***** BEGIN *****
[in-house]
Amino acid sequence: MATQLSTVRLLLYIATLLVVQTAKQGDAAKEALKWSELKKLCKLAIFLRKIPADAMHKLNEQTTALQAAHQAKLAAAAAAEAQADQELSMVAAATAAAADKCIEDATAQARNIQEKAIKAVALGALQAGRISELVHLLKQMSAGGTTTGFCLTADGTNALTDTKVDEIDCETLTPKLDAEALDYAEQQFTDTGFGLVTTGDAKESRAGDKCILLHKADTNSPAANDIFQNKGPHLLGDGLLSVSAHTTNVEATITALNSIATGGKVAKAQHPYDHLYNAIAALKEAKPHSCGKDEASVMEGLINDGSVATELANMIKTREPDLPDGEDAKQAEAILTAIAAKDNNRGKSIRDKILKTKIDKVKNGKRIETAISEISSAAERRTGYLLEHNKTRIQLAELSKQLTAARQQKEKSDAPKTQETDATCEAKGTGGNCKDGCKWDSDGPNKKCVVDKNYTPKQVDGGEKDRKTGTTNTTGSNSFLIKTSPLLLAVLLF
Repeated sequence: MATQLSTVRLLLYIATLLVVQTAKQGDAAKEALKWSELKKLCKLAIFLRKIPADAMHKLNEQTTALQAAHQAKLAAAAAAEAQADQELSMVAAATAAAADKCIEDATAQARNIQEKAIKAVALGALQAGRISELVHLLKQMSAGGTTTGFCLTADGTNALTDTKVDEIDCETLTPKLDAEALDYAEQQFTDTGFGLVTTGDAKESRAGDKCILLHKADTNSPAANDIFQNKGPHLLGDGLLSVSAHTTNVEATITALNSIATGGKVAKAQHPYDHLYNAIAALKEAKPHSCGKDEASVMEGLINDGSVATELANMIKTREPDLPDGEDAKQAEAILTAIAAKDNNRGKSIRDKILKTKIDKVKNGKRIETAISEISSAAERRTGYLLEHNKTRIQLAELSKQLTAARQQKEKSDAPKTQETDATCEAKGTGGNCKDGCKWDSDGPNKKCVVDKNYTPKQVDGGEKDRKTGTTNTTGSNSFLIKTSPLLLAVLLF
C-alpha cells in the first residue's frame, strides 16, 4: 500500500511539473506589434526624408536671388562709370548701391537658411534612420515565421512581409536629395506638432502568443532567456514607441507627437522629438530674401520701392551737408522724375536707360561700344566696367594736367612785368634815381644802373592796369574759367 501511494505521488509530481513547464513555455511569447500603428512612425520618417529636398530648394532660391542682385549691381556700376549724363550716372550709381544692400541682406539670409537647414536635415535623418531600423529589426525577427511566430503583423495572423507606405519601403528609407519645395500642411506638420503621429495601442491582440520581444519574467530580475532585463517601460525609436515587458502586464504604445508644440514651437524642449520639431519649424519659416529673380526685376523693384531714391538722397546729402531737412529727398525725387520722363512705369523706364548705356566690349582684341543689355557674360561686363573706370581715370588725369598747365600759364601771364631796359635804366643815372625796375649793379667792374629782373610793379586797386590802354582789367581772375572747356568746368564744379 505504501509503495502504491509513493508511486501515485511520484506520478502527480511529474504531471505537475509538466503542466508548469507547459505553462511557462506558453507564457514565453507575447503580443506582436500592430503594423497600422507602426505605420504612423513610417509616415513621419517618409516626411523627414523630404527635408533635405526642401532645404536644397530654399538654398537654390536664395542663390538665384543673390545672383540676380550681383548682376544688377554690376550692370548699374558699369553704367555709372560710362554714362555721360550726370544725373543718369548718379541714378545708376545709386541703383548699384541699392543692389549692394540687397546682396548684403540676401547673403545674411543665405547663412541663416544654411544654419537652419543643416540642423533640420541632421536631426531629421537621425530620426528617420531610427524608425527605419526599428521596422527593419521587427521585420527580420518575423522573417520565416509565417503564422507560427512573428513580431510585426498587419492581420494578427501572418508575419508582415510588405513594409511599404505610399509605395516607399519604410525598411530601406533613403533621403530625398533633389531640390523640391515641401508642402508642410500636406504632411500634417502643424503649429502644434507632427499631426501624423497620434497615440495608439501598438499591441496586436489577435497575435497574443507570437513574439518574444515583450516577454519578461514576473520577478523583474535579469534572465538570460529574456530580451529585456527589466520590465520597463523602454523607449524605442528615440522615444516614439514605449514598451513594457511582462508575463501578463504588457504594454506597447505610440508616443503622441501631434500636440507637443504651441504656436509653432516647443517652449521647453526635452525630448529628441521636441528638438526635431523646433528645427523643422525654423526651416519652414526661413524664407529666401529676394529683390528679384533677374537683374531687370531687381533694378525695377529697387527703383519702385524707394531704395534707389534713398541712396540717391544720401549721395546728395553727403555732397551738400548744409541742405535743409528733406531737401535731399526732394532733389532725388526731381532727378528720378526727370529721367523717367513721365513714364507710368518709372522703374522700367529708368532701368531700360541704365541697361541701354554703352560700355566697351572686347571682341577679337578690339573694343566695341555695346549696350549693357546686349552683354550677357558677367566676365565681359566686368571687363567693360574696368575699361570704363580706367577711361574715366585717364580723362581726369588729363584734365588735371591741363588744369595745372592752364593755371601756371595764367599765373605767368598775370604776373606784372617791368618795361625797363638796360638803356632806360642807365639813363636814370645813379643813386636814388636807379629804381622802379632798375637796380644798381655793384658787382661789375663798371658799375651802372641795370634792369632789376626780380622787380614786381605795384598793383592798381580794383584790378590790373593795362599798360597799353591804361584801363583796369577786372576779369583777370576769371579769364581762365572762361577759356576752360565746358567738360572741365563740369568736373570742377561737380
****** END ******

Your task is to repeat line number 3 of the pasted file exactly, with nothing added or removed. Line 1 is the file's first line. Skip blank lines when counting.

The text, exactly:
Repeated sequence: MATQLSTVRLLLYIATLLVVQTAKQGDAAKEALKWSELKKLCKLAIFLRKIPADAMHKLNEQTTALQAAHQAKLAAAAAAEAQADQELSMVAAATAAAADKCIEDATAQARNIQEKAIKAVALGALQAGRISELVHLLKQMSAGGTTTGFCLTADGTNALTDTKVDEIDCETLTPKLDAEALDYAEQQFTDTGFGLVTTGDAKESRAGDKCILLHKADTNSPAANDIFQNKGPHLLGDGLLSVSAHTTNVEATITALNSIATGGKVAKAQHPYDHLYNAIAALKEAKPHSCGKDEASVMEGLINDGSVATELANMIKTREPDLPDGEDAKQAEAILTAIAAKDNNRGKSIRDKILKTKIDKVKNGKRIETAISEISSAAERRTGYLLEHNKTRIQLAELSKQLTAARQQKEKSDAPKTQETDATCEAKGTGGNCKDGCKWDSDGPNKKCVVDKNYTPKQVDGGEKDRKTGTTNTTGSNSFLIKTSPLLLAVLLF